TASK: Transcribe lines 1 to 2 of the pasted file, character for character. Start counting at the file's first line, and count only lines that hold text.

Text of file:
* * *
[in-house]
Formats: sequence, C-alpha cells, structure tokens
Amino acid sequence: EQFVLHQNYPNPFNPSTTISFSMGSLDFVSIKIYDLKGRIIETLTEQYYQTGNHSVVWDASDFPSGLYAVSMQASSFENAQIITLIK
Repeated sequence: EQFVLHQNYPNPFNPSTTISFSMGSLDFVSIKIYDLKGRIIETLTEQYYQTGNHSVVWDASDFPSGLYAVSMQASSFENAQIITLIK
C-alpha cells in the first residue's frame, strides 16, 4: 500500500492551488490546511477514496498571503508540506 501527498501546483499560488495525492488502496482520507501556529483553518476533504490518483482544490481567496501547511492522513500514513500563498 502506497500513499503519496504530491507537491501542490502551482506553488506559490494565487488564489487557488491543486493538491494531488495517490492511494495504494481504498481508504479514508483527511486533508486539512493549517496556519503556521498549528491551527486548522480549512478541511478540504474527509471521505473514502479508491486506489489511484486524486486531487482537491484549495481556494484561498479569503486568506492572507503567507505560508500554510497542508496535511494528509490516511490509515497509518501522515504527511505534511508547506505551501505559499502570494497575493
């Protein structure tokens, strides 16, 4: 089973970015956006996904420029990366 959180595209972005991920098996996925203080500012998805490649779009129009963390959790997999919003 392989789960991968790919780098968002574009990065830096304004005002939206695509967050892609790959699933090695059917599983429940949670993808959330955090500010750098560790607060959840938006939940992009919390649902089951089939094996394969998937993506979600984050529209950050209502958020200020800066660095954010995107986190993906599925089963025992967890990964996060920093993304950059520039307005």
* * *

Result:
[in-house]
Formats: sequence, C-alpha cells, structure tokens